W32/Korgo-R – A Korgo variant that tries to exploit the Windows LSASS vulnerability. It infects the Windows System directory using a random filename and may download malicious code to the affected machine. (Sophos)

W32/Korgo-S – Similar to Korgo-R with added fun of trying to delete the “FTPUPD.EXE” file and other Windows System utilities. (Sophos)

W32/NetskyP-Dam – Fortunately, this is a damaged version of Netsky-P and does not seem to cause any real damage. (Sophos)


From the interesting reading department:

Network World Fusion Radio: Designing network security

Security challenges take center stage this week as Merike Kaeo, author of “Designing Network Security, Second Edition” and chief network security architect at Double Shot Security, joins us to discuss protecting corporate networks. Network World Fusion, 06/24/04.

Akamai attack underscores DNS risks

An attack earlier this month aimed at DNS services for high-profile Akamai Technologies customers should be a wakeup call for enterprise users to ensure they have contingency plans to deal with a growing number of Internet threats, analysts say. Network World, 06/28/04.

Security appliance protects corp. gateways

Attempting to give corporations a low-cost way to fight spam and viruses, WorkGroup Solutions last week released a new version of its security appliance with enhancements to its reporting and virus-detection capabilities and added a directory harvest defense mechanism. Network World, 06/28/04.

VeriSign announces security, anti-phishing services

VeriSign this week plans to announce two sets of services to combat spam as well as fraud caused when criminals set up phony Web sites that mimick legitimate ones to gain victims’ personal data. Network World, 06/28/04.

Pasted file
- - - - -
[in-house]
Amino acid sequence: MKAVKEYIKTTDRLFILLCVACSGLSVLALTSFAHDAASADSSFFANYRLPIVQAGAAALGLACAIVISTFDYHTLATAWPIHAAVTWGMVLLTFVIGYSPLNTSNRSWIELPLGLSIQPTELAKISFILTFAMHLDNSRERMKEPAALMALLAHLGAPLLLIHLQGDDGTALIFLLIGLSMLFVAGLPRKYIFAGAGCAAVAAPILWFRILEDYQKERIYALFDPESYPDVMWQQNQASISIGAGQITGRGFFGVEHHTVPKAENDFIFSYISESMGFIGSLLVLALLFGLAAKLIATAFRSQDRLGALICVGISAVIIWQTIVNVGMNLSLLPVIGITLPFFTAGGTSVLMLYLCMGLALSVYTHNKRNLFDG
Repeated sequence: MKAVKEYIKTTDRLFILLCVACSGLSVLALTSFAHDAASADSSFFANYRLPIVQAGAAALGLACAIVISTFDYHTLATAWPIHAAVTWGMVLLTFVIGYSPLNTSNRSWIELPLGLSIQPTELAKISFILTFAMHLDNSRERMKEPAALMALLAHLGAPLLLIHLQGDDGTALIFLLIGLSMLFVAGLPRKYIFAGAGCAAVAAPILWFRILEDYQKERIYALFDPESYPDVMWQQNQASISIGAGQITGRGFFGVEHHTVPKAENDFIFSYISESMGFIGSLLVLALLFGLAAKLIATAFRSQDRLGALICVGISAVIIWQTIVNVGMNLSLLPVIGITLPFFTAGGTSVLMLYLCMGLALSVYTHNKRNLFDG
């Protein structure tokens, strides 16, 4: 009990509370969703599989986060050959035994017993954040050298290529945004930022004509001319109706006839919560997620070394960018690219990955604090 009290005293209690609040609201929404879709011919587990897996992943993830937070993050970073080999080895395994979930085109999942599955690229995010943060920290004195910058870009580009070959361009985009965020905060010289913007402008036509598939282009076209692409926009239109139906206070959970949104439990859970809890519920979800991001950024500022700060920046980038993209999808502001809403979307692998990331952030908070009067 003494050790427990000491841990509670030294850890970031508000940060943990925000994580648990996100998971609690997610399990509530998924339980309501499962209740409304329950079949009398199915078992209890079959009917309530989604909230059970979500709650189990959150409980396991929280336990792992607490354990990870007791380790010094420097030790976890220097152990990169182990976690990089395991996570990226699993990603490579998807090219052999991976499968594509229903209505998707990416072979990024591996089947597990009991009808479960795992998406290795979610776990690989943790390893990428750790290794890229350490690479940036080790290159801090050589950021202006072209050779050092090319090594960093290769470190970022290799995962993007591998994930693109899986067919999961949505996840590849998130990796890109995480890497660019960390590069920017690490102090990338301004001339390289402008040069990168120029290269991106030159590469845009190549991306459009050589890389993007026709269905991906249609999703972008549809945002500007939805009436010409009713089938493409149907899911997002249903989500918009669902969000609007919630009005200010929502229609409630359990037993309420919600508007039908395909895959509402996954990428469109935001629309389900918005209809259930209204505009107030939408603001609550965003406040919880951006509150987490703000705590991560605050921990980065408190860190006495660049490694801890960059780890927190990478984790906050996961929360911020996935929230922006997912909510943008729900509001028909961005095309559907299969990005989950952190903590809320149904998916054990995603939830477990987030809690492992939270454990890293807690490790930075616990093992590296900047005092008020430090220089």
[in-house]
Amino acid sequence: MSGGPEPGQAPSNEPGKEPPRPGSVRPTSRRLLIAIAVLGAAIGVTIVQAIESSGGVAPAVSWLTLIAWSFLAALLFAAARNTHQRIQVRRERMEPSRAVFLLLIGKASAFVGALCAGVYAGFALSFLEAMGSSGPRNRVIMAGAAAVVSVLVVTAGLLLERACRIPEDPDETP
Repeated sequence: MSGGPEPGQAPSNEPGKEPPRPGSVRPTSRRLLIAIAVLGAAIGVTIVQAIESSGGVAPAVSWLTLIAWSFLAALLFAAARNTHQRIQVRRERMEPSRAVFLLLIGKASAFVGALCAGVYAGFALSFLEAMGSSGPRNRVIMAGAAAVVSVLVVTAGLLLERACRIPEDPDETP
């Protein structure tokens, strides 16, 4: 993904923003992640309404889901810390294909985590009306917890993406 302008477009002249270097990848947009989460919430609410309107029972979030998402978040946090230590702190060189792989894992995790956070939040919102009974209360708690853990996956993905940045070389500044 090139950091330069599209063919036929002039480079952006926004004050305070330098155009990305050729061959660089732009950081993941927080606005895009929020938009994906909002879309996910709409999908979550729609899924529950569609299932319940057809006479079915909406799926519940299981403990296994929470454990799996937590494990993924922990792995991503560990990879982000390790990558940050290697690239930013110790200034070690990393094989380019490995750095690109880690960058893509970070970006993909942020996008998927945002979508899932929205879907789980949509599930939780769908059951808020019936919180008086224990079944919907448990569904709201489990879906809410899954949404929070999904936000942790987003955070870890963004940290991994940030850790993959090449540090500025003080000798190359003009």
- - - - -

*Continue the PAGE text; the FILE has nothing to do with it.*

Anti-phishing efforts need teeth

As phishing quickly becomes the next big headache for consumers and businesses wanting to communicate with them via e-mail, a number of industry groups have emerged to combat the problem. However, until technology is implemented to authenticate e-mail sources, observers say little can be done to fight this form of electronic fraud. Network World, 06/28/04.

Enterasys delivers switch-based security

Enterasys Networks this week is scheduled to announce capabilities on its LAN edge switches that will let administrators effectively cut off virus-infected or virus-vulnerable machines trying to access corporate resources. Network World, 06/28/04.

Juniper SSL boxes ease net access

Juniper is adding support for Security Assertion Markup Language to its remote-access gear, technology that lets users sign on once to a Secure Sockets Layer remote-access gateway and reach network resources without further authentication. Network World, 06/28/04.

Earthquakes, fire and lightning: Must be a NEBS test

At NTS, telecom gear needs to survive the flame test and an earthquake simulator that tops 7 on the Richter scale, plus make it through chambers that determine whether equipment can handle extreme hot and cold temperatures as well as lightning strikes and high altitudes. Sometimes testers, armed with shotguns, even take boxes out back and try to shoot through their cabinets with No. 6 steel shot from 50 feet away. Network World, 06/28/04.